What other banks are performing in the same space and how are they approaching the task of building brand equity?
HSBC has established itself as “World’s local bank”. There are established banks who are not far behind, some names being - Wells Fargo, Bank of America, Barclays, Citigroup, RBS and Standard Chartered etc. (NASDAQ). As per its website, HSBC has successfully branched out to over 6000 locations over 70 countries. HSBC Holdings hold subsidiaries throughout Europe, Asia-Pacific region, Africa, Middle East and America. HSBC takes care of all banking needs from accounts to credit cards, to business accounts loans etc. Bank of America has recently displaced HSBC despite odds like negative media coverage, legal problems etc. (Lehman-era crisis) (Crotty, J., 2009. 33(4), pp.563-580.)
It has benefitted from its subsidiary Merrill Lynch owing to its strong performance. Its strategy to benefit its employees by restructuring their bonuses by up to 70% as deferred stock and its campaign to forego portions of debt for its distressed homeowners helped it gain momentum and favour en masse (Vantassel-Baska, 2016). This strategy catapulted its image from a regional bank to a global figure. Also, a change in strategy by adoption of Financial Supermarket Model, championed by Citi Group brought it back on the map after the recent recession.
Wells Fargo’s conservative approach to banking in boom period kept it afloat during banking crisis. The reliability the bank reflects in mortgage market helped maintain its good brand identity in the rough phase. 55 acquisitions before 2010 reflects the confidence the investors have in its brand. Barclay’s sponsorship of the English Premier League and campaigns like “take one small step” reinforced its position as friendly and approachable. Compared to its earlier image of a heavy investment bank, its current image of a retail and corporate bank has been part of its strategic brand building exercises which has helped it reap its benefits. Citi’s strategic campaign “What’s your story” has helped it gain foothold as a financial supermarket brand. The campaign has send out the message that Citi can address every need of individual and has hence increased its saliency of brand to its customers.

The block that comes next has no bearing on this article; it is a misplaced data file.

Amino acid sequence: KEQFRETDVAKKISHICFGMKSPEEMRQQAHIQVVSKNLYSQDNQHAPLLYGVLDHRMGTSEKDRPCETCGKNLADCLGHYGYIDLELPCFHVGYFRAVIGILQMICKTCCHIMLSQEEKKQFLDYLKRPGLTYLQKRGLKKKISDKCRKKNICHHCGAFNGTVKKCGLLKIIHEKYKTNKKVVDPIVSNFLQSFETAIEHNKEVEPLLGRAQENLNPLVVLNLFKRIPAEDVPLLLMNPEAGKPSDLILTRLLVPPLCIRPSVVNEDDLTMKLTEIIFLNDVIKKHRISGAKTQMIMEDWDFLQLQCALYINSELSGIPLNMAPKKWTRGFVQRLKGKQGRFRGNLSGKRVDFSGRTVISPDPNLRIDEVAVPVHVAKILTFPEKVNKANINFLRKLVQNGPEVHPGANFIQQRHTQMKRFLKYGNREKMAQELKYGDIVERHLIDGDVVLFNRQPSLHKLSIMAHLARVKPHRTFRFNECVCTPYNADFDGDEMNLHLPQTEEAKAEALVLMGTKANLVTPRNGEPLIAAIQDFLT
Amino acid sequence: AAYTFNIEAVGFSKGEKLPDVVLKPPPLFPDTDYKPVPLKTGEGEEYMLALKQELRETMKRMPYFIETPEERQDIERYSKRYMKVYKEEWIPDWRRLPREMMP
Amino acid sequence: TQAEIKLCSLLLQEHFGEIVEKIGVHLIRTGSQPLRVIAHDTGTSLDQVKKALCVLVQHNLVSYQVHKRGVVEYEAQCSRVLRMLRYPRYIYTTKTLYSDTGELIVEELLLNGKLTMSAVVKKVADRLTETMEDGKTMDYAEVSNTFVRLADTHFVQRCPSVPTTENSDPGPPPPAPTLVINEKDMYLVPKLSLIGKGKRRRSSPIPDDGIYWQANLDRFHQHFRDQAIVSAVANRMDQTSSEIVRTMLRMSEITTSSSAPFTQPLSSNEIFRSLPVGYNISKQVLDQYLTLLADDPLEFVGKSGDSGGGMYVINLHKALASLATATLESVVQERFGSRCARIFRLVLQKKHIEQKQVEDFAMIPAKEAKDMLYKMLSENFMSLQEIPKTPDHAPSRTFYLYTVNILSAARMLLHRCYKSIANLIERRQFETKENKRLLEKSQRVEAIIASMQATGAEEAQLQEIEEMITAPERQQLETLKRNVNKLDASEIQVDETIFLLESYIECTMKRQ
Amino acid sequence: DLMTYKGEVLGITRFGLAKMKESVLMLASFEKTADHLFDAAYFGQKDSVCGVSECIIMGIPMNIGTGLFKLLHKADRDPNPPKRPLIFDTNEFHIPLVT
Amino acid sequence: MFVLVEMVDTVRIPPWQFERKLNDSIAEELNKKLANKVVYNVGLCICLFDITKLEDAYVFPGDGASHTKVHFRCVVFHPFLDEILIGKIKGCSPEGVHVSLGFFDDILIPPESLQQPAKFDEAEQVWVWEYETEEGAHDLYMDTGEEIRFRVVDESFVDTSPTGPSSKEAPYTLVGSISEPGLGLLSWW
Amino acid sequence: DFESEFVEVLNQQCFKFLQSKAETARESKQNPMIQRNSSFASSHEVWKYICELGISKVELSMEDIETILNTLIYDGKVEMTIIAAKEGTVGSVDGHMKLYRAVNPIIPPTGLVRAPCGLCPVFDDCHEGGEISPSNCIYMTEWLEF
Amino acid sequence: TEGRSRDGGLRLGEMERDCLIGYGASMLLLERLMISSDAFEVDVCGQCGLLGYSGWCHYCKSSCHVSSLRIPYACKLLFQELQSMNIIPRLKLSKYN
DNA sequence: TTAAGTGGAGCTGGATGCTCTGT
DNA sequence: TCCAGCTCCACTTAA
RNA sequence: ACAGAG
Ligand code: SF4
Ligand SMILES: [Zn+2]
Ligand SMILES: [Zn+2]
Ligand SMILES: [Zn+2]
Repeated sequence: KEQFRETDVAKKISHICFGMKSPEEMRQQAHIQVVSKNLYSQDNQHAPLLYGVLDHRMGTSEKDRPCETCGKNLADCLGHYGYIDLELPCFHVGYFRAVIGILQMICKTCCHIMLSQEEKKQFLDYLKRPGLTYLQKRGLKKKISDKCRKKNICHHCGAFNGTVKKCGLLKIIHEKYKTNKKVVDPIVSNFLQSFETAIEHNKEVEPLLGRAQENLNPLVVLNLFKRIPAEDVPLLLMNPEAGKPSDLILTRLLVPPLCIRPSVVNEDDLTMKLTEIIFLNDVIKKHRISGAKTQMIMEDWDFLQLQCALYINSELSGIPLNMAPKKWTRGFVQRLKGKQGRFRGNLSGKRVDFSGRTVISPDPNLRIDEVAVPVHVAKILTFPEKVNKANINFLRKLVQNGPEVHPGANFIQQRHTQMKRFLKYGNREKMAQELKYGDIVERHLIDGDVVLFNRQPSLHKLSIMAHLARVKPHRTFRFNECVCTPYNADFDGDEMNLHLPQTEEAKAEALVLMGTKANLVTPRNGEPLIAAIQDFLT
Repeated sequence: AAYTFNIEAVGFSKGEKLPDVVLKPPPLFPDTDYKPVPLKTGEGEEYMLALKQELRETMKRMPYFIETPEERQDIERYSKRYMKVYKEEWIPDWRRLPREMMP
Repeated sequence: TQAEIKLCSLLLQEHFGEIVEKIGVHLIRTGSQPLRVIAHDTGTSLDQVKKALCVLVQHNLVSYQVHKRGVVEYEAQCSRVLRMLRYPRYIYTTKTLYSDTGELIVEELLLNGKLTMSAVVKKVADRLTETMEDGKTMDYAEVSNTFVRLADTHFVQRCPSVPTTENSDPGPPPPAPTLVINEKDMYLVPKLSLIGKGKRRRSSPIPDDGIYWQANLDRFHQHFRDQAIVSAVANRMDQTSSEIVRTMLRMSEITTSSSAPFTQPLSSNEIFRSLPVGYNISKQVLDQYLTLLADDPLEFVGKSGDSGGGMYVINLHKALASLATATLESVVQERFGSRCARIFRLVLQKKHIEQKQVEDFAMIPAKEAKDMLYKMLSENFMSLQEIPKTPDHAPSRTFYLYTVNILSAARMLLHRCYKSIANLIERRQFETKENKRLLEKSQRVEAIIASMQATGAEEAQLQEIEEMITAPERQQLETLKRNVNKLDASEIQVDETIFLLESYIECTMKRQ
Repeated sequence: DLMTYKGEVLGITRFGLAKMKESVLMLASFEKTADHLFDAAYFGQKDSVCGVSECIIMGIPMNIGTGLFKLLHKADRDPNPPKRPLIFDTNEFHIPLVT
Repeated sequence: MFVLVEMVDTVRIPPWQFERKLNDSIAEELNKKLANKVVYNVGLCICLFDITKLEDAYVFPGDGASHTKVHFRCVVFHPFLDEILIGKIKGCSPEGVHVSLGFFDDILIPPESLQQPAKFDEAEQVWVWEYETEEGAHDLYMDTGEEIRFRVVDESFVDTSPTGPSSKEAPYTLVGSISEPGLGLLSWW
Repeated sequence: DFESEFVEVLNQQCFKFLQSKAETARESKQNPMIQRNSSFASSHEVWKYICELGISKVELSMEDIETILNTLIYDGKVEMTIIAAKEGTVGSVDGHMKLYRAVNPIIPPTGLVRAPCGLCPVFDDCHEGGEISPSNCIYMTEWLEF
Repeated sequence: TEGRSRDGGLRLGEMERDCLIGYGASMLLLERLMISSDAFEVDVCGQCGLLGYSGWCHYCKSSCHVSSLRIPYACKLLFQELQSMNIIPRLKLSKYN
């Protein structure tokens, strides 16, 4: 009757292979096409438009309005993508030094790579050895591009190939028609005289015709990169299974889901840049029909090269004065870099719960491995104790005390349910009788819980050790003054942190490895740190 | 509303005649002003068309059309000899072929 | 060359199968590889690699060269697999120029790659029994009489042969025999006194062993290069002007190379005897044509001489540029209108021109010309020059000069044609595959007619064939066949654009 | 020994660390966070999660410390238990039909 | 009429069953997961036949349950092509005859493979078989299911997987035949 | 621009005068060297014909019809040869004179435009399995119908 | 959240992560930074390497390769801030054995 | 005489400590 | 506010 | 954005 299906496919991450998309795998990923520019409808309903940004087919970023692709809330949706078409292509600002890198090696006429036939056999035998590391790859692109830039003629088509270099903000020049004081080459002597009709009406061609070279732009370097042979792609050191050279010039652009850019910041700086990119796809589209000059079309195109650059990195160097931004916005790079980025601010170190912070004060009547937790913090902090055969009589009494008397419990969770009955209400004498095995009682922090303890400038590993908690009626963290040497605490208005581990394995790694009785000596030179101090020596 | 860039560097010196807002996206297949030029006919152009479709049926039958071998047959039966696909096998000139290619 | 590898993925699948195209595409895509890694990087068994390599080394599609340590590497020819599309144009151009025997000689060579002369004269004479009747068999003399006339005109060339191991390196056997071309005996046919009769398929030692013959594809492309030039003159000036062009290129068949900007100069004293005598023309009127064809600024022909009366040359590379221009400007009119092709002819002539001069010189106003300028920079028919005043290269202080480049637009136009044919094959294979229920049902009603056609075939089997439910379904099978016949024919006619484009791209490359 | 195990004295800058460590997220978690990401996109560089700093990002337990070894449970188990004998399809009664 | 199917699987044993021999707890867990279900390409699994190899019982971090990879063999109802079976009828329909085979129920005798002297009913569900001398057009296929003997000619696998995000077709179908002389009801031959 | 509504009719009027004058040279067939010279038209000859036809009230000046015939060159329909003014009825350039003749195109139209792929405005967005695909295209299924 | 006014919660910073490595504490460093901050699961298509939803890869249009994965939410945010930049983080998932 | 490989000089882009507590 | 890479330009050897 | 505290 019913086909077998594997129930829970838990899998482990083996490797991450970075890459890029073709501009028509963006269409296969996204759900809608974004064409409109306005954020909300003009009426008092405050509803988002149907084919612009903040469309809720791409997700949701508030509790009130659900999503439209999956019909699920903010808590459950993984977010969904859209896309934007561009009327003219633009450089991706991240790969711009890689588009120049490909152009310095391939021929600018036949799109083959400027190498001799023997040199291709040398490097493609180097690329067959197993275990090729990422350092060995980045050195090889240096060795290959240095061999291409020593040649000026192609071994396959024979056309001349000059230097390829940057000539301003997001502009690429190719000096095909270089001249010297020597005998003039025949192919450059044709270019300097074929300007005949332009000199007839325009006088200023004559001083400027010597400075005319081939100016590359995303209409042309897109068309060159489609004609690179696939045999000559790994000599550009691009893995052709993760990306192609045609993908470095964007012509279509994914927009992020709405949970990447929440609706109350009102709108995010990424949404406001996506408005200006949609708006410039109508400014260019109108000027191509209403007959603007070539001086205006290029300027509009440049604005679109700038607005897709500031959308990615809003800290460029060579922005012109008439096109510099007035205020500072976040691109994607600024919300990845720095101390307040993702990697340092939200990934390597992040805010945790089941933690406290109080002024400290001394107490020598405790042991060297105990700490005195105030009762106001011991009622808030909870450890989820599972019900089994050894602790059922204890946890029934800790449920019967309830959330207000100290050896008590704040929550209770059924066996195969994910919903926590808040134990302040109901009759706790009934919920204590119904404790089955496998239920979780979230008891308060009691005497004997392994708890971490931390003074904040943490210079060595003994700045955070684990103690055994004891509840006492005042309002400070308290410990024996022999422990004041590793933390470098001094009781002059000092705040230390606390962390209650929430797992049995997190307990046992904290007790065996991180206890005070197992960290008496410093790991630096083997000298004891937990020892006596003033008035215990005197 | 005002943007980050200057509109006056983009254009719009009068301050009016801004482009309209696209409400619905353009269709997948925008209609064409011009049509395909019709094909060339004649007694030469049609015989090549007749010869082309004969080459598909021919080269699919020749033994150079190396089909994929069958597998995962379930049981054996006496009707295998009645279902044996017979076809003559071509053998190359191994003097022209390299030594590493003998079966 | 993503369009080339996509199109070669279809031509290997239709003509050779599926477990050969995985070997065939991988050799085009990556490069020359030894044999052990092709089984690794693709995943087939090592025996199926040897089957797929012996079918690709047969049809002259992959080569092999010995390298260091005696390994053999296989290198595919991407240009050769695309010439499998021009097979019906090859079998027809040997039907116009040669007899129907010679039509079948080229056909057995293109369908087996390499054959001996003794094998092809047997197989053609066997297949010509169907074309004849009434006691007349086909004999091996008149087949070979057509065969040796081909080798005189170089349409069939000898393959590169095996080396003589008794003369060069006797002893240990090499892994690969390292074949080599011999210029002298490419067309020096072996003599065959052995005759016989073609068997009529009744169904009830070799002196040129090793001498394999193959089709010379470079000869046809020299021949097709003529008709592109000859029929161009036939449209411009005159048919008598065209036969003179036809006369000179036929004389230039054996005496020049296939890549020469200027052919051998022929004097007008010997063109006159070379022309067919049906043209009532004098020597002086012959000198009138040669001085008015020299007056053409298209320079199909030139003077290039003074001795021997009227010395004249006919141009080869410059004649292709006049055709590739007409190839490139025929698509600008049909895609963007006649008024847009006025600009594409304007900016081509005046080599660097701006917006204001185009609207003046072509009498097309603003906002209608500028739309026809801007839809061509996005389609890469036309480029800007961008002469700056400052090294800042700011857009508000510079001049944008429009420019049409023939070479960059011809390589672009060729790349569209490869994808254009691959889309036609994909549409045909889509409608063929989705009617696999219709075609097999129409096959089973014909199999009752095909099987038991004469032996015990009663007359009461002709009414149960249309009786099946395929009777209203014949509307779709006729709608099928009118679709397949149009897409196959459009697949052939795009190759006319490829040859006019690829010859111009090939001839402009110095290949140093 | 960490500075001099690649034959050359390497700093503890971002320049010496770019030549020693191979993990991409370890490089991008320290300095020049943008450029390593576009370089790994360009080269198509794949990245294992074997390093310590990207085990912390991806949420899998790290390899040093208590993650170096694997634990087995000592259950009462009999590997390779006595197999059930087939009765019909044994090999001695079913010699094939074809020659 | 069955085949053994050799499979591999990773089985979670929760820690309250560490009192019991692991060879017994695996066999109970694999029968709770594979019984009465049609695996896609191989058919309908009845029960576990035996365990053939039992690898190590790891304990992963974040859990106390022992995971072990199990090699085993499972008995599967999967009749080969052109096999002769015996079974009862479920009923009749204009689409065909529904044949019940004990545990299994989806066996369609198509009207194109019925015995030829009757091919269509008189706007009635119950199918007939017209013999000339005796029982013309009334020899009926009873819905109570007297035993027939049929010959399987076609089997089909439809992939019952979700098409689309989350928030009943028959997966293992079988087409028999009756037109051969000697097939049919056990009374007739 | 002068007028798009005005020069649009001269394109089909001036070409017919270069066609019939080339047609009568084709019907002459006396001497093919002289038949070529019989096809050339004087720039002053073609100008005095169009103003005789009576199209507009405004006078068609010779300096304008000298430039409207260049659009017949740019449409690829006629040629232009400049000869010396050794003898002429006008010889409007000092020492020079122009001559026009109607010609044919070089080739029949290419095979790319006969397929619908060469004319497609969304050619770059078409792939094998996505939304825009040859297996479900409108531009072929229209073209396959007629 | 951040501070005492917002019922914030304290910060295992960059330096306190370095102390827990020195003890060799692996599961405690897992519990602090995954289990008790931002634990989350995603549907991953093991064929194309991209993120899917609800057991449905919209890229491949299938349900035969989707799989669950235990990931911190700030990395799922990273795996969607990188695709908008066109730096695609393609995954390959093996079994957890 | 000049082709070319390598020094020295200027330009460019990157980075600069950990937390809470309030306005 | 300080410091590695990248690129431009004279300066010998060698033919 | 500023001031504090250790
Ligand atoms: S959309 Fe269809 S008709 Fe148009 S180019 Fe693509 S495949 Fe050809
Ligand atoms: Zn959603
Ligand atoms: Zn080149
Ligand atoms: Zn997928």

How would you describe the business' ability to launch new products under the HSBC Brand compared to other players in the market? Do you think they would have a better chance of success under the Brand Adoption model than a lesser brand? Explain why?
As is evident, every large bank house has changed its strategies to gain more visibility and making its brand identity stand out. HSBC takes advantage of its branding “world’s local bank” seriously when launching new in-products (Braun et al. 2016). Its premier banking services makes it easy for the new age digital fanatics to use their new digital in products that ease their life in banking and transacting. HSBC followed the brand adoption model and despite being a global brand went local with its approach. (California Management Review, 42(4): 8–23.) where all products come under one umbrella-HSBC. As per its own website, its two-part strategy is